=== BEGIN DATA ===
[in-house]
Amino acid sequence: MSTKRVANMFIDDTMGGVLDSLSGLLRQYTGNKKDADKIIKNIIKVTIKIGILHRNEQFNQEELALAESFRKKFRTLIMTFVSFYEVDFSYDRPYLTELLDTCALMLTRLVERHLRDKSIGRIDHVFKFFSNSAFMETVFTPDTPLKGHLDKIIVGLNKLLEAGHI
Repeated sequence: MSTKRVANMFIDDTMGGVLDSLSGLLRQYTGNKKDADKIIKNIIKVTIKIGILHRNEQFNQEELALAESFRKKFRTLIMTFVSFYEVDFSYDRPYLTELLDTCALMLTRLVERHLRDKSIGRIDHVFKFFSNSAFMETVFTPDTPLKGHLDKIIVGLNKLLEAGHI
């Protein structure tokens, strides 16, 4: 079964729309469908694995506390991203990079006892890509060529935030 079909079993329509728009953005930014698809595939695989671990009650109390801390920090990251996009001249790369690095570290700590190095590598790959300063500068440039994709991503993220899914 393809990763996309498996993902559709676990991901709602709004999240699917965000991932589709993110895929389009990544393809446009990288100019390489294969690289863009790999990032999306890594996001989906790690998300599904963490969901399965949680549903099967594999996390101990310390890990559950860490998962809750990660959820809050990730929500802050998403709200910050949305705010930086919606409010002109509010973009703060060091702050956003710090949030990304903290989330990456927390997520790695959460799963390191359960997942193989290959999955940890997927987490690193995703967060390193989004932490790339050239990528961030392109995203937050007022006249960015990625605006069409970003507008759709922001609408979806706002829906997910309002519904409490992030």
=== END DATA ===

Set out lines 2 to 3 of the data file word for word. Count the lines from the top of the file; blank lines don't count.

Amino acid sequence: MSTKRVANMFIDDTMGGVLDSLSGLLRQYTGNKKDADKIIKNIIKVTIKIGILHRNEQFNQEELALAESFRKKFRTLIMTFVSFYEVDFSYDRPYLTELLDTCALMLTRLVERHLRDKSIGRIDHVFKFFSNSAFMETVFTPDTPLKGHLDKIIVGLNKLLEAGHI
Repeated sequence: MSTKRVANMFIDDTMGGVLDSLSGLLRQYTGNKKDADKIIKNIIKVTIKIGILHRNEQFNQEELALAESFRKKFRTLIMTFVSFYEVDFSYDRPYLTELLDTCALMLTRLVERHLRDKSIGRIDHVFKFFSNSAFMETVFTPDTPLKGHLDKIIVGLNKLLEAGHI